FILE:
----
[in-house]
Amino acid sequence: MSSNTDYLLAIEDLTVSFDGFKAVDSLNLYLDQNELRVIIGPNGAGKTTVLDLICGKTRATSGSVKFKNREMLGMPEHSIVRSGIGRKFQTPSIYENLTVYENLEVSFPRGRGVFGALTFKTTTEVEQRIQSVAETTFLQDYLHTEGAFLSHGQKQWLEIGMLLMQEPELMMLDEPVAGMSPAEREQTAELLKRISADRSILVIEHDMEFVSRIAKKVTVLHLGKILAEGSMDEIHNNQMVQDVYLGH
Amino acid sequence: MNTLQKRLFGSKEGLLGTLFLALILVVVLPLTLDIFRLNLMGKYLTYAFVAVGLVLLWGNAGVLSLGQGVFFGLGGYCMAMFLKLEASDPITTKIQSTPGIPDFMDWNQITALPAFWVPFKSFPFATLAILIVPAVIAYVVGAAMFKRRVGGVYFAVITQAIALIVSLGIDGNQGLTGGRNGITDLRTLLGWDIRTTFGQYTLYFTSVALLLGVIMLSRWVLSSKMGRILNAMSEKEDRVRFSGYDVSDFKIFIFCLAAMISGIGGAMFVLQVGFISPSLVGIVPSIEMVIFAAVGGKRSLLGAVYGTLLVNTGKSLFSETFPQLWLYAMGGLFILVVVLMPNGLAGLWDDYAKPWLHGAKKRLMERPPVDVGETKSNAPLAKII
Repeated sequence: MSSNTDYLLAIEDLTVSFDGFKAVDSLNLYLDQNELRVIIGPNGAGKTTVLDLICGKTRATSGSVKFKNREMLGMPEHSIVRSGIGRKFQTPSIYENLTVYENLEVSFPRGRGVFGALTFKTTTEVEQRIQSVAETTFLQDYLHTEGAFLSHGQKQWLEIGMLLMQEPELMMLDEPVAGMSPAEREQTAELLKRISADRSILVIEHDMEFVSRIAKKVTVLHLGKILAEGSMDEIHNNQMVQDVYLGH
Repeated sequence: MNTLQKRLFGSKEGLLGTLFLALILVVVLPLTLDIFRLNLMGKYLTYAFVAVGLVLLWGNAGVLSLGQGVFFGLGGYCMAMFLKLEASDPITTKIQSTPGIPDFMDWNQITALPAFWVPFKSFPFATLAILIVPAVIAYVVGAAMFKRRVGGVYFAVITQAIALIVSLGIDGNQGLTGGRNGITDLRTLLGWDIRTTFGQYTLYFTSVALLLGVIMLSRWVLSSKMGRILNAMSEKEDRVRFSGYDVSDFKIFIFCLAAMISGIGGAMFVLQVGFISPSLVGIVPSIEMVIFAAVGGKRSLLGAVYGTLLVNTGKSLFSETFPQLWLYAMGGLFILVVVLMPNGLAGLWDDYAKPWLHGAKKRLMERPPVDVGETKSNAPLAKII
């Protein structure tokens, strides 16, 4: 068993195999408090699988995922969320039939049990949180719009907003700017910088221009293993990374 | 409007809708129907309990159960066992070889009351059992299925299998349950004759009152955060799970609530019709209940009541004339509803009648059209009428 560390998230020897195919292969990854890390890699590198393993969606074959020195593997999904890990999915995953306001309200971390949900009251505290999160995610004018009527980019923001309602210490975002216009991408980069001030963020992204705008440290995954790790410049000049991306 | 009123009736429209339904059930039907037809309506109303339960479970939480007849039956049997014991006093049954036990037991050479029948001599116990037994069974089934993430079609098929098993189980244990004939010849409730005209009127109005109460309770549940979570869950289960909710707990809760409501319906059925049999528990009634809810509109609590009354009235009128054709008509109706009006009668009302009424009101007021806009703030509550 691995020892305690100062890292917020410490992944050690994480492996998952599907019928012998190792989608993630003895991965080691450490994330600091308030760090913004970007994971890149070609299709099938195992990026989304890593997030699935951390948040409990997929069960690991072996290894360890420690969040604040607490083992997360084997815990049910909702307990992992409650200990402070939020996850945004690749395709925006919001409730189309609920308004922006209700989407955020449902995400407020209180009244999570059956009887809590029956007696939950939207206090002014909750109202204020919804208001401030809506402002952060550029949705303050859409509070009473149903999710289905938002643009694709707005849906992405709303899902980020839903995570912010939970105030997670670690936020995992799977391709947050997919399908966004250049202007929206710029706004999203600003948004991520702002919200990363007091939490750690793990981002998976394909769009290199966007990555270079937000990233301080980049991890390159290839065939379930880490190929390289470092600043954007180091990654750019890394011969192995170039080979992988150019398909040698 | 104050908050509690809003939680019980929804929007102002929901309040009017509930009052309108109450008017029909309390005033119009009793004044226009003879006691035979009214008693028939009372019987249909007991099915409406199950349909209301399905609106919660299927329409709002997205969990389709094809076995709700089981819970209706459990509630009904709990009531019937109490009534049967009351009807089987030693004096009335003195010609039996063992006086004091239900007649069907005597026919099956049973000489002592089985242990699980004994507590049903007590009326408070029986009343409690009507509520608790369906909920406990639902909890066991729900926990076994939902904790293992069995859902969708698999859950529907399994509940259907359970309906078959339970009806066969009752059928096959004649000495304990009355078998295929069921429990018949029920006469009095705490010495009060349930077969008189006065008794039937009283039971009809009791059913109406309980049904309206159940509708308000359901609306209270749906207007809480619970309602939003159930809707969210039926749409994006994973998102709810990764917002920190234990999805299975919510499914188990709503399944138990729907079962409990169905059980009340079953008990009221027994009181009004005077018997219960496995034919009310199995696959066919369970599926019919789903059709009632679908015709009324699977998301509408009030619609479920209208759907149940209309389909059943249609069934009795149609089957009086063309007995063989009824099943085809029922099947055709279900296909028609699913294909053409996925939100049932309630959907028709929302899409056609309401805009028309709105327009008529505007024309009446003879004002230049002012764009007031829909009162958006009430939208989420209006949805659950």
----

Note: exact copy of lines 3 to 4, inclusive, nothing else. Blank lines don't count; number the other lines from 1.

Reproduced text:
Amino acid sequence: MNTLQKRLFGSKEGLLGTLFLALILVVVLPLTLDIFRLNLMGKYLTYAFVAVGLVLLWGNAGVLSLGQGVFFGLGGYCMAMFLKLEASDPITTKIQSTPGIPDFMDWNQITALPAFWVPFKSFPFATLAILIVPAVIAYVVGAAMFKRRVGGVYFAVITQAIALIVSLGIDGNQGLTGGRNGITDLRTLLGWDIRTTFGQYTLYFTSVALLLGVIMLSRWVLSSKMGRILNAMSEKEDRVRFSGYDVSDFKIFIFCLAAMISGIGGAMFVLQVGFISPSLVGIVPSIEMVIFAAVGGKRSLLGAVYGTLLVNTGKSLFSETFPQLWLYAMGGLFILVVVLMPNGLAGLWDDYAKPWLHGAKKRLMERPPVDVGETKSNAPLAKII
Repeated sequence: MSSNTDYLLAIEDLTVSFDGFKAVDSLNLYLDQNELRVIIGPNGAGKTTVLDLICGKTRATSGSVKFKNREMLGMPEHSIVRSGIGRKFQTPSIYENLTVYENLEVSFPRGRGVFGALTFKTTTEVEQRIQSVAETTFLQDYLHTEGAFLSHGQKQWLEIGMLLMQEPELMMLDEPVAGMSPAEREQTAELLKRISADRSILVIEHDMEFVSRIAKKVTVLHLGKILAEGSMDEIHNNQMVQDVYLGH